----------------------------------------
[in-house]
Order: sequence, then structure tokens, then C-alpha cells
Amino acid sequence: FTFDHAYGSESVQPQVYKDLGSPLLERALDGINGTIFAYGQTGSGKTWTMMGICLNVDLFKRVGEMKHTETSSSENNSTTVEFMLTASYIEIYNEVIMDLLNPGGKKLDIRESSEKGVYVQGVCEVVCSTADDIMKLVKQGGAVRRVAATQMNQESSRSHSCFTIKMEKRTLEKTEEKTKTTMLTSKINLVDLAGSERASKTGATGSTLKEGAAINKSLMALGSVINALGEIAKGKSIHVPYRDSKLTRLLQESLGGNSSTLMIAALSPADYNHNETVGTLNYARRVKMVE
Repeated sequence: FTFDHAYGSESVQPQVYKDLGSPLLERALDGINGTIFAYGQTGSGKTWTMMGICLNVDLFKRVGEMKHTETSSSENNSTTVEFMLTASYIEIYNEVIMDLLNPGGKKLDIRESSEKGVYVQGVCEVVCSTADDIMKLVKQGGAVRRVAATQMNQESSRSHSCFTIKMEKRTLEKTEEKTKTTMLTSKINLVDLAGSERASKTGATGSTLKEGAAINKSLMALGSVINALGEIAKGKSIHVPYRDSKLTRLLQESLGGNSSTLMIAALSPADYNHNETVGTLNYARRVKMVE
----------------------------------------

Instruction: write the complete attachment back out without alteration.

[in-house]
Order: sequence, then structure tokens, then C-alpha cells
Amino acid sequence: FTFDHAYGSESVQPQVYKDLGSPLLERALDGINGTIFAYGQTGSGKTWTMMGICLNVDLFKRVGEMKHTETSSSENNSTTVEFMLTASYIEIYNEVIMDLLNPGGKKLDIRESSEKGVYVQGVCEVVCSTADDIMKLVKQGGAVRRVAATQMNQESSRSHSCFTIKMEKRTLEKTEEKTKTTMLTSKINLVDLAGSERASKTGATGSTLKEGAAINKSLMALGSVINALGEIAKGKSIHVPYRDSKLTRLLQESLGGNSSTLMIAALSPADYNHNETVGTLNYARRVKMVE
Repeated sequence: FTFDHAYGSESVQPQVYKDLGSPLLERALDGINGTIFAYGQTGSGKTWTMMGICLNVDLFKRVGEMKHTETSSSENNSTTVEFMLTASYIEIYNEVIMDLLNPGGKKLDIRESSEKGVYVQGVCEVVCSTADDIMKLVKQGGAVRRVAATQMNQESSRSHSCFTIKMEKRTLEKTEEKTKTTMLTSKINLVDLAGSERASKTGATGSTLKEGAAINKSLMALGSVINALGEIAKGKSIHVPYRDSKLTRLLQESLGGNSSTLMIAALSPADYNHNETVGTLNYARRVKMVE